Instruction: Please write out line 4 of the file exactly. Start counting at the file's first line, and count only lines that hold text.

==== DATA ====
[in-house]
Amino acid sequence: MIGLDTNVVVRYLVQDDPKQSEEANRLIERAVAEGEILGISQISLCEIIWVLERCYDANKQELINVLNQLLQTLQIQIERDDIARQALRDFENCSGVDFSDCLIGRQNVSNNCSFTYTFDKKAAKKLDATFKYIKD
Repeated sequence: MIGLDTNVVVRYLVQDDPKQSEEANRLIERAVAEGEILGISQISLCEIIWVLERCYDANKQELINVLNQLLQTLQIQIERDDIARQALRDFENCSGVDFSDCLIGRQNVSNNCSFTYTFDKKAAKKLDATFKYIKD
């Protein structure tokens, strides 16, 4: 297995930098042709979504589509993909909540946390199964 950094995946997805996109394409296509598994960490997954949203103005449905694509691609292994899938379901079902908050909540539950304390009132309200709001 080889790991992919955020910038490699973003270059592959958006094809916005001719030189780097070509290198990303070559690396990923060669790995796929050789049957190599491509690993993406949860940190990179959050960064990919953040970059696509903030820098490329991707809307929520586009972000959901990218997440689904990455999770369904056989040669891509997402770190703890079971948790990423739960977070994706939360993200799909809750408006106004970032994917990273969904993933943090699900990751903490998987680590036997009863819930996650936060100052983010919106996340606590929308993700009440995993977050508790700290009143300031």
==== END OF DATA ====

């Protein structure tokens, strides 16, 4: 297995930098042709979504589509993909909540946390199964 950094995946997805996109394409296509598994960490997954949203103005449905694509691609292994899938379901079902908050909540539950304390009132309200709001 080889790991992919955020910038490699973003270059592959958006094809916005001719030189780097070509290198990303070559690396990923060669790995796929050789049957190599491509690993993406949860940190990179959050960064990919953040970059696509903030820098490329991707809307929520586009972000959901990218997440689904990455999770369904056989040669891509997402770190703890079971948790990423739960977070994706939360993200799909809750408006106004970032994917990273969904993933943090699900990751903490998987680590036997009863819930996650936060100052983010919106996340606590929308993700009440995993977050508790700290009143300031």